Ingersoll-Rand / Oil-lubricated
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Oil lubricated air compressors require more maintenance, are generally heavier but they are the first choice for professionals.
Craftsman / Oil-free
Oil-free air compressors are the most popular type due to their portability, they run cleaner and are very low maintenance.
Choosing the Right Air Compressor
With so many options available, choosing between an oil vs oil-free air compressor is one of many important decisions you’ll need to make. Portability is a key factor. Do you intend using your air compressor in a shop or on a jobsite? Output (Psi and CFM) is another important consideration and this can be affected by the lubrication method. In other words, whether the air compressor is oil lubricated or not. We’re going to be discussing the oil compressors, with an emphasis on oil vs oil-free lubrication.
I’ll be providing detailed information on air compressors. How they work and how they are lubricated will form a basis for the discussion. Before I go into all the technical details, I’ll give you a quick reference to the pros and cons of using either type of air compressor (oil or oil-free).
Oil vs Oil-Free Air Compressors
Here are two of the most popular air compressors to illustrate the differences.
Makita MAC700 / Oil-lubricated
- Generally the first choice for professional shops
- Heavier, larger and, therefore less portable
- Portability also hindered by the chance of oil spill during transportation
- Perform better in hot working conditions
- Require routine maintenance
- Oil may contaminate the air
- Last longer
DEWALT D55140 / Oil-free
- Cleaner, uncontaminated air
- Better portability as they are lighter and there’s no chance of oil spillage
- Lower maintenance as no oil changes or filters are required
- Perform better in extremely cold weather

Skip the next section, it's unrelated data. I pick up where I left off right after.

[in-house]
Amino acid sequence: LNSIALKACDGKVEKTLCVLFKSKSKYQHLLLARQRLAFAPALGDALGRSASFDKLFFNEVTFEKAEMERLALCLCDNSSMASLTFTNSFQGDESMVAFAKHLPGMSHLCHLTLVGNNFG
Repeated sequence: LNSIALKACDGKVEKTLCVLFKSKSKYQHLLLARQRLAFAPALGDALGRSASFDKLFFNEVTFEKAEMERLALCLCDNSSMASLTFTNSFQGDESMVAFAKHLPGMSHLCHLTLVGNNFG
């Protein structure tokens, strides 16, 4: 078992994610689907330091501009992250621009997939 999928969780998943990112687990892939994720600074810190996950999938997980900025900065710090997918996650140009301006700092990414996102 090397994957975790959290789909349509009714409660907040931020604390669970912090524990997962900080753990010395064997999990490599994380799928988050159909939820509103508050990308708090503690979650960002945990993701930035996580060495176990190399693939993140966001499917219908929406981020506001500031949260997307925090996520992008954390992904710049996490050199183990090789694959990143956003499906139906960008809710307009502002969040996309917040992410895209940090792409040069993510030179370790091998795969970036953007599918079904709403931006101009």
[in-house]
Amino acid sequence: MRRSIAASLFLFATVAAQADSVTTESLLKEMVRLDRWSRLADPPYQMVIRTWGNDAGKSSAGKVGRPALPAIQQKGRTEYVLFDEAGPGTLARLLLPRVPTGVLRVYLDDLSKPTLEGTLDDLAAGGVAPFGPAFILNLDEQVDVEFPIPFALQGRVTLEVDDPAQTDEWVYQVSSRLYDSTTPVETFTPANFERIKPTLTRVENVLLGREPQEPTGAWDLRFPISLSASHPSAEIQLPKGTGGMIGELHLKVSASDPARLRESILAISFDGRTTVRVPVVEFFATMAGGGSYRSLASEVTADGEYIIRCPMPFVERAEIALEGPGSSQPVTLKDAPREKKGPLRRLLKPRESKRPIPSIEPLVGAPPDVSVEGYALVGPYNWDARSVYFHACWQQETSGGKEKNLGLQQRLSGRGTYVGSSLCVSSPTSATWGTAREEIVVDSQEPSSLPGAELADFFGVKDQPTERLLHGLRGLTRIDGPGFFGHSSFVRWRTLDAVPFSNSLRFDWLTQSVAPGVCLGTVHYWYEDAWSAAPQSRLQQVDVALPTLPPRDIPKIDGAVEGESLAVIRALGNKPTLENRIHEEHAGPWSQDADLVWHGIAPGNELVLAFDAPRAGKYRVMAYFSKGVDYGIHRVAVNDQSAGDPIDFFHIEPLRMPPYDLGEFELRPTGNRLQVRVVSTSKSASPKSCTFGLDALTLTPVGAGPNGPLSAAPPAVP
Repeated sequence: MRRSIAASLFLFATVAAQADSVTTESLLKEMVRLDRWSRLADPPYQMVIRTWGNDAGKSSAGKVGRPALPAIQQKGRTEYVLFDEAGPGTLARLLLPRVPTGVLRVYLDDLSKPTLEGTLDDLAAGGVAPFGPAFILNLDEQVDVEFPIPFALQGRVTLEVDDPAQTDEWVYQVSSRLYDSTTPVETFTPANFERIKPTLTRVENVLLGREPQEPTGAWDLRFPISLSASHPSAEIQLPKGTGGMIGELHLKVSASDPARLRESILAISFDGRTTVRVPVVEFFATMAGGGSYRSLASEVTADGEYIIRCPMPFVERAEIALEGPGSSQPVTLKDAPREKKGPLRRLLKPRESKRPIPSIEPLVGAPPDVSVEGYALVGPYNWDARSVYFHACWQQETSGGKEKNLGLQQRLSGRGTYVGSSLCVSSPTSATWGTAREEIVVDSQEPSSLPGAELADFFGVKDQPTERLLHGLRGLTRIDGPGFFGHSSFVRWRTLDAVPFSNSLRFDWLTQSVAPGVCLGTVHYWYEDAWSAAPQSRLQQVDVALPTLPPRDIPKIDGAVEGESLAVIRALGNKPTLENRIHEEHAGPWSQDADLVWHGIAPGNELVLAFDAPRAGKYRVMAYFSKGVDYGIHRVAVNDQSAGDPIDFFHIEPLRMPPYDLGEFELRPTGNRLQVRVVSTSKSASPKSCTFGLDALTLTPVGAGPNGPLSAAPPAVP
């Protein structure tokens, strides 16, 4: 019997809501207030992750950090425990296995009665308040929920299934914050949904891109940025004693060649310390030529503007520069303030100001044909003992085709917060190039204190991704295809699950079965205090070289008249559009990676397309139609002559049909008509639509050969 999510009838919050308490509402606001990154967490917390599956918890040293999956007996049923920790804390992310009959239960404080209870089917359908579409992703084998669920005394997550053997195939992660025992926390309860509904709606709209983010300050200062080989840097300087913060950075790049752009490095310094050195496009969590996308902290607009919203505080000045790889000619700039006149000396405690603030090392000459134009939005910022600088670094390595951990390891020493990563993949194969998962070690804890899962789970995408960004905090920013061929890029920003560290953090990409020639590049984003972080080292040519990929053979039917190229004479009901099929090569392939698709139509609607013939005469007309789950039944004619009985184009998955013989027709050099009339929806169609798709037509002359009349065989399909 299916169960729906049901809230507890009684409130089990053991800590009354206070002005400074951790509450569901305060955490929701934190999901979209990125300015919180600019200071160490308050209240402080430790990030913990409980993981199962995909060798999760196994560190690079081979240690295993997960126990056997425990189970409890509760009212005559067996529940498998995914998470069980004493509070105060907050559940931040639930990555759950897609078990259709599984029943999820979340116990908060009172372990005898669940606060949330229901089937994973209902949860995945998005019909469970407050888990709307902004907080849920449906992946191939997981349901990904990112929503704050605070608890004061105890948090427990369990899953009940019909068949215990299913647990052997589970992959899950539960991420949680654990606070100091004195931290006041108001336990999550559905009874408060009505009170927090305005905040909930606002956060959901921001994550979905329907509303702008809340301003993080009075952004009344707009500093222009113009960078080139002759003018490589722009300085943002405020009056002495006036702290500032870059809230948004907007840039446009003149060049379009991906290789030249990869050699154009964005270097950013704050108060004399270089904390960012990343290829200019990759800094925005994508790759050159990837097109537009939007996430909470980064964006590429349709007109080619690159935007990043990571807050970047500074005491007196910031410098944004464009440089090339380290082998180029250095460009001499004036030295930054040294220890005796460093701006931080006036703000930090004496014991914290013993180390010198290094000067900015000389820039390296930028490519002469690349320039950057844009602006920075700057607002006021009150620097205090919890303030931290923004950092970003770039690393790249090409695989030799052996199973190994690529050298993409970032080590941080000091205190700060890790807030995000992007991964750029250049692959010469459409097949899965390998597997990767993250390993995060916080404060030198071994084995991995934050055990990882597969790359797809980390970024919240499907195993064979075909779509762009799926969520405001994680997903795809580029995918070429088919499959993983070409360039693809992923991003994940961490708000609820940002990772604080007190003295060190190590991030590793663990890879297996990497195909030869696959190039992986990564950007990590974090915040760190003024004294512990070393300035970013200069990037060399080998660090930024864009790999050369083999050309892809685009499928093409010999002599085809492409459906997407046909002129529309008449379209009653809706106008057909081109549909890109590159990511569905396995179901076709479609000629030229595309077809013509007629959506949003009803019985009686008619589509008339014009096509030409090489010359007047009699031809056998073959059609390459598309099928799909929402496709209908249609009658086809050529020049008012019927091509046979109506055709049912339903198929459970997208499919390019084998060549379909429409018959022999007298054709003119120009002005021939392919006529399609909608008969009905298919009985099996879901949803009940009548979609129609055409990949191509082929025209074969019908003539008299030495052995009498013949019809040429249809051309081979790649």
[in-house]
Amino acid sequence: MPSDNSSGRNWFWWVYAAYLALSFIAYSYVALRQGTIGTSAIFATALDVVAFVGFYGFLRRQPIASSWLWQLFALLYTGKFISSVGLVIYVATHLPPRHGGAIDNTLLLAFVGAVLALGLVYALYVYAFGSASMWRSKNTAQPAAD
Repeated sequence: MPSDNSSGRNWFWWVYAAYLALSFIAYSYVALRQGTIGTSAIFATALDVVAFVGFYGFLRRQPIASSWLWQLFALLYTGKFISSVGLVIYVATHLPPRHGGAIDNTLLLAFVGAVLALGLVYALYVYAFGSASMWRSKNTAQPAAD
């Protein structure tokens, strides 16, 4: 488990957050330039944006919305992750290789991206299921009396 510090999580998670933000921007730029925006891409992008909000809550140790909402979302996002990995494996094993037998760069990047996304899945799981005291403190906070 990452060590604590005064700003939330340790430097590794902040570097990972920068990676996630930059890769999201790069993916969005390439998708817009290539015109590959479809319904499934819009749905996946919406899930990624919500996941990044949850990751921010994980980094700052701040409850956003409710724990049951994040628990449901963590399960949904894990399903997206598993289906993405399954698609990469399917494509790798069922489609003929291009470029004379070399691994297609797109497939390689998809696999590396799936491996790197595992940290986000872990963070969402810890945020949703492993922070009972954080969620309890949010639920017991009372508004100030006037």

- Quieter : Less noise
- Shorter lifespan
The points listed above are only intended as a guide. To fully understand oiled and oil-free air compressors, I’ll be providing the technical details for a more comprehensive understanding of these machines.
How an Air Compressor Works?
All air compressors use a pump to force air into a tank. As more air is forced into the tank it becomes compressed, thereby increasing the pressure. The pressure is managed by a switch that controls the power supply to the pump. When the pressure drops, the pump switched on and runs until the maximum pressure is obtained, when the pump will switch off.
VIDEO | A Closer Look at How They Work
Three types pumps are used to compress the air. Reciprocating air compressors are the most common. These use one or two pistons to force the air from the atmosphere into a tank in ever-increasing increments. Each stroke of the piston moves a small volume of air.
The rotary screw air compressor uses a helical coil or spiral lobe oil flooded screw to continuously force air into the tank. This method is generally used for high-volume, heavy duty, gas-powered air compressors. The type of machine you’d see used by road building crews. These air compressors are always oil lubricated and, therefore, don’t feature in this debate.
The final, least common, type of air compressor uses a centrifugal pump. Here a rotating impeller is used to force the air into the tank. These can be either oil or oil-free.
Since you’re most likely deciding between an oil lubricated or oil-free reciprocating air compressor, this is what I’ll be discussing.